While the commercial rollout of 5G for consumers is in full swing, the new generation of cellular connectivity will also have a transformative effect on roadways worldwide. By 2023 cars will start to communicate with each other to increase overall road safety and traffic.

According to recent figures published by global tech advisory firm ABI Research, a total of 41 million 5G connected cars will be on roads by 2030. That number will rise to 83 million 5G connected cars by 2035. By then, 5G connected cars will make up more than 75% of the total cellular vehicle-to-everything (C-V2X) equipped cars.

“These numbers underline the huge momentum for cellular connectivity, and particularly 5G, in the automotive sector,” says Leo Gergs, research analyst for 5G Markets at ABI Research.

“As a consequence, we will see a rising number of automotive OEMs start developing C-V2X modules for their cars during 2020. We can then expect the first 5G connected cars on the roads in 2022.”

While Ford already announced new car models equipped with C-V2X for 2021, other automotive heavyweights like Audi, BMW, and Volkswagen have all partnered up with the likes of Ericsson, Huawei, and Nokia for large-scale tests of the cellular capabilities for connected cars.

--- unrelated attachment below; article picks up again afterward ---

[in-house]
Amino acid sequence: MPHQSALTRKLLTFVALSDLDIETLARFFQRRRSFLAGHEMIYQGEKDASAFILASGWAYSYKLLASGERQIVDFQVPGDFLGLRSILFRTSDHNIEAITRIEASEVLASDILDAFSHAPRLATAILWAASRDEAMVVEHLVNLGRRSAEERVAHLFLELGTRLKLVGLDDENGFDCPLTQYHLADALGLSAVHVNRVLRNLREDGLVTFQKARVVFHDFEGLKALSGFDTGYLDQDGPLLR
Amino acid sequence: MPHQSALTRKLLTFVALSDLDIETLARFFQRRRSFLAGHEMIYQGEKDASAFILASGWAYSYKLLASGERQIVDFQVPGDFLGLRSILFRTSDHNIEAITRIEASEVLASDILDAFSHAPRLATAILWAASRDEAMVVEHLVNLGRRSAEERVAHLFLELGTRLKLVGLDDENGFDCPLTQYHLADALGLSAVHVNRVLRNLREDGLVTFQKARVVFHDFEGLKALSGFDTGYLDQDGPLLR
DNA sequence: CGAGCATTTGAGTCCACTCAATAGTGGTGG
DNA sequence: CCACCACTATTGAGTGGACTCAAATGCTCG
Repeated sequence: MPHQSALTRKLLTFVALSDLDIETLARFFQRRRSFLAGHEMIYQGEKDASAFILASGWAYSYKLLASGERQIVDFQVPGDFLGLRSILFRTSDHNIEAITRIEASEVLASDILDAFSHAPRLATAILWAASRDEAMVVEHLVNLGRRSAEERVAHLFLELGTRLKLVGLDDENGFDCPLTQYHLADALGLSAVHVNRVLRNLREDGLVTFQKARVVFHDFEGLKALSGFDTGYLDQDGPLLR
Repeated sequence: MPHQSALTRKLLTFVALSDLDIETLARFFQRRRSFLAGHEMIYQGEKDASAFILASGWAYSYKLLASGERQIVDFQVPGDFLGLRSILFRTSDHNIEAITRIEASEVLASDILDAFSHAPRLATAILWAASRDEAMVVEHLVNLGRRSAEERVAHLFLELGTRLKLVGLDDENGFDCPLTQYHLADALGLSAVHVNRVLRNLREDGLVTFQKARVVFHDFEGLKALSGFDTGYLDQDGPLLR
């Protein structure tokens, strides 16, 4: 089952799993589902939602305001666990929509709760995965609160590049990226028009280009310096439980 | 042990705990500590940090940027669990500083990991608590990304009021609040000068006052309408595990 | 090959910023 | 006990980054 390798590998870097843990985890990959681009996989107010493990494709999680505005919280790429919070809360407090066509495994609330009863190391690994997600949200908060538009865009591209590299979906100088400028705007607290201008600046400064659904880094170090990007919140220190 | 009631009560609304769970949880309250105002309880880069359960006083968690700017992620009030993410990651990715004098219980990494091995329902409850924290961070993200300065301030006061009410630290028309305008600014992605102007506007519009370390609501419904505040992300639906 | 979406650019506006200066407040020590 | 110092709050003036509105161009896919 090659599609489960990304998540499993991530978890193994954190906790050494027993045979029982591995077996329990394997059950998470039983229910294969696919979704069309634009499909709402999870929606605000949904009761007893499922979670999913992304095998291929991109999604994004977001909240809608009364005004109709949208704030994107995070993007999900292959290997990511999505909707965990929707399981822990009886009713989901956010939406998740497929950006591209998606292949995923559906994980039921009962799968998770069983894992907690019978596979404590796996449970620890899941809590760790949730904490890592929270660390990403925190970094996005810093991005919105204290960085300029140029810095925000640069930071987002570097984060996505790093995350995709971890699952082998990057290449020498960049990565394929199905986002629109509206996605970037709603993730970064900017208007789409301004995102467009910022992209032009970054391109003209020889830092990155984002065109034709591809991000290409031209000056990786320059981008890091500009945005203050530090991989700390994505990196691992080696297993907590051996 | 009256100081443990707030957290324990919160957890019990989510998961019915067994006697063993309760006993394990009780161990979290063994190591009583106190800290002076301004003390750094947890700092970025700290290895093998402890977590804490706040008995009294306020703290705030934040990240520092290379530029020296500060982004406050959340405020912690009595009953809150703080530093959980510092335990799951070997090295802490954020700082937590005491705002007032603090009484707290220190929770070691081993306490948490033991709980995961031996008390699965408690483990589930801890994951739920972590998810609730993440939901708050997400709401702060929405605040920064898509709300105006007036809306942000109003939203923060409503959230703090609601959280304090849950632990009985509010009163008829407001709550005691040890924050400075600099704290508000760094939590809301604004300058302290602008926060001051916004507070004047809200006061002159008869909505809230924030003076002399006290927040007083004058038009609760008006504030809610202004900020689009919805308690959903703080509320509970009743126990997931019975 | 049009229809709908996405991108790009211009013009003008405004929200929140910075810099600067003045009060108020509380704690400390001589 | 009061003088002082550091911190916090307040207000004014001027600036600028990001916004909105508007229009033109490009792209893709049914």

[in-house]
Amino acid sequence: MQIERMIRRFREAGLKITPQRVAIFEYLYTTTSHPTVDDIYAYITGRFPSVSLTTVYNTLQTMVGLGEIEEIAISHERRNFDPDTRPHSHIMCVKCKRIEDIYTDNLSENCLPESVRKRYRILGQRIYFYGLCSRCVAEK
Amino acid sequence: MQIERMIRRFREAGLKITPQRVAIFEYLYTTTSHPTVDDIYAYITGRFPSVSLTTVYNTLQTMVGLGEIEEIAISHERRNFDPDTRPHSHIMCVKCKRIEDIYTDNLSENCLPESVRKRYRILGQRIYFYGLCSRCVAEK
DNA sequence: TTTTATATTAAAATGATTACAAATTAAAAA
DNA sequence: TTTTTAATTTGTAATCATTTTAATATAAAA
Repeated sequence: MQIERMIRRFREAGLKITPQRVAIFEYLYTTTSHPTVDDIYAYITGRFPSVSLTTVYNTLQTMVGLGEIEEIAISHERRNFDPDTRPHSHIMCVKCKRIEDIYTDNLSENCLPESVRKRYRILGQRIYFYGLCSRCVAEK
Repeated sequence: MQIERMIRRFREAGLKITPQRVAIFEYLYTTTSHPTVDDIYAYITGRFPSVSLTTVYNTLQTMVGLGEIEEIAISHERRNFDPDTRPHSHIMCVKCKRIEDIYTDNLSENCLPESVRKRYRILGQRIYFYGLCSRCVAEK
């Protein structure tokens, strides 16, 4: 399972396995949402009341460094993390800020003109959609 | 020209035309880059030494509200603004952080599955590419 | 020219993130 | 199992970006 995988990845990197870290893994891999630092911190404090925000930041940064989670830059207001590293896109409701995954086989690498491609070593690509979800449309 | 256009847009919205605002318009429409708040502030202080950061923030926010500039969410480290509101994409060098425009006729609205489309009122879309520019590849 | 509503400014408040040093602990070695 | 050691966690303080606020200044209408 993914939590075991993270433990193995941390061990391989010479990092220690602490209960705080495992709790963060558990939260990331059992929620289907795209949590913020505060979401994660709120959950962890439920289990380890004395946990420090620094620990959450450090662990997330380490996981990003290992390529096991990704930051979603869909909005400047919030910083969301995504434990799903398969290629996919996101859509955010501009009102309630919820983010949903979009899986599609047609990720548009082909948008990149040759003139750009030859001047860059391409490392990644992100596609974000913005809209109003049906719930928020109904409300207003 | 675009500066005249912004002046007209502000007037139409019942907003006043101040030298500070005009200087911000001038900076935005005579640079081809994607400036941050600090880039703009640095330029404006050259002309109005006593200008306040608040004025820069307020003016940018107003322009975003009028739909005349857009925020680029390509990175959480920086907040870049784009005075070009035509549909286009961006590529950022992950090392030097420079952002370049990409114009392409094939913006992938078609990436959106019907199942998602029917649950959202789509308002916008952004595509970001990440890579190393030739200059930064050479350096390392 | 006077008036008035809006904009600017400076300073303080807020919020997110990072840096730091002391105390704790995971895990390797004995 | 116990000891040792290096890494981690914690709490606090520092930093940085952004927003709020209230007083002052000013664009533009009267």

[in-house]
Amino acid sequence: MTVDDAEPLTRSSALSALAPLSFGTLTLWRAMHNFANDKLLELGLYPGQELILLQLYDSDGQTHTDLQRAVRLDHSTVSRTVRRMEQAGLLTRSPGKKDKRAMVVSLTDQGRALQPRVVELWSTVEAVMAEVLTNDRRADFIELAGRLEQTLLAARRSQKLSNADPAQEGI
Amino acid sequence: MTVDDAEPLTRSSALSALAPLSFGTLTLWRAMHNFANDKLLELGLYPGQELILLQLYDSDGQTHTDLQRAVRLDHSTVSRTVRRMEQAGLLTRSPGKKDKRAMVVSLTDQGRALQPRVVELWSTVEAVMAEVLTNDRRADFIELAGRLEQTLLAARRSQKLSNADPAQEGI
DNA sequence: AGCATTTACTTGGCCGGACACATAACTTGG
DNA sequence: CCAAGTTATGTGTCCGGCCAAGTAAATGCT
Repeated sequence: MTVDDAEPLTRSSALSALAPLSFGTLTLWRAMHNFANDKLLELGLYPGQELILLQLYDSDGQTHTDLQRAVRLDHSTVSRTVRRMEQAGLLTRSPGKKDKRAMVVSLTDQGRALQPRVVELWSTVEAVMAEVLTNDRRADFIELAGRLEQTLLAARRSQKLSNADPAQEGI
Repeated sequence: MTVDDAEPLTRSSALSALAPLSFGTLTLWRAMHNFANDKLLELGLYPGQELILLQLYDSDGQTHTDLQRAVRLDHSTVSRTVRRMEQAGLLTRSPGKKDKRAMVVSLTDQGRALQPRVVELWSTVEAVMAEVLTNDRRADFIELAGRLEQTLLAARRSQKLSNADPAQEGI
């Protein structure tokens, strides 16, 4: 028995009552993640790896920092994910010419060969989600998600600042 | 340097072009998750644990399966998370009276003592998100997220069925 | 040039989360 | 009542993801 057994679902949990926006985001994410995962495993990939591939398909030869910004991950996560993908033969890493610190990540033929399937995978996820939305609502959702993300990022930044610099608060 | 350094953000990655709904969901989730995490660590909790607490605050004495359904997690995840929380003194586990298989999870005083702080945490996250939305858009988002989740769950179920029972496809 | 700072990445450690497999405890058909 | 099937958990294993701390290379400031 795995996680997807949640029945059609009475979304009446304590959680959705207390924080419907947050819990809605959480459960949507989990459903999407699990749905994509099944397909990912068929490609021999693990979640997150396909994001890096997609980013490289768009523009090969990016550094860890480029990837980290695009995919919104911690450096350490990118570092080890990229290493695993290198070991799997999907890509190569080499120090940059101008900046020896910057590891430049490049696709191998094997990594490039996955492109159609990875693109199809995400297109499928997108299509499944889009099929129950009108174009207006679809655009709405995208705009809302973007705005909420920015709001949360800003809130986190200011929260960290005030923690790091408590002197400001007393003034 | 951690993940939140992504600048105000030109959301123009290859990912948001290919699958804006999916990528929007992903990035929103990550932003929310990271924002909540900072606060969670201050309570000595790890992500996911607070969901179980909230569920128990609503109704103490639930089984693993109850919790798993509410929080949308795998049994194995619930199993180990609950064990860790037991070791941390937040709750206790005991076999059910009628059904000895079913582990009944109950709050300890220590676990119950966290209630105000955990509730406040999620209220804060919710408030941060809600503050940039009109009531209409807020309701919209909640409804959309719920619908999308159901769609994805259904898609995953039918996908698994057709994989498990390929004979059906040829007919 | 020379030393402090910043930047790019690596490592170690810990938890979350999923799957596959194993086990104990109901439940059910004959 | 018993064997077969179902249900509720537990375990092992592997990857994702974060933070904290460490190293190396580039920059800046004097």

The results of these proof-of-concept projects show that, through enhancing traffic efficiency, 5G can reduce fuel consumption by up to one third. “More importantly, however, the sharing of sensor data will make overtaking much safer and will be critical to protecting vulnerable road users (such as pedestrians or cyclists). Therefore, bringing 5G-based cellular connectivity into cars will be critical in making the vision of zero road traffic deaths a reality,” Gergs emphasizes.

In total, ABI Research has quantified the contribution of 5G to global GDP to reach US$17 trillion by 2035. A large part of that global GDP will be through increasing the safety of road traffic, which will reduce health care expenditure drastically and take pressure off doctors and hospitals.

“To unlock all these benefits, public authorities and transportation infrastructure owners need to realize their responsibility to fund the installation of cellular networks and enable the widespread deployment of C-V2X to make road traffic safer and greener,” Gergs concludes. “Both infrastructure vendors and network operators need to wake up and work closely with automotive manufacturers to make 5G a success for connected cars.”

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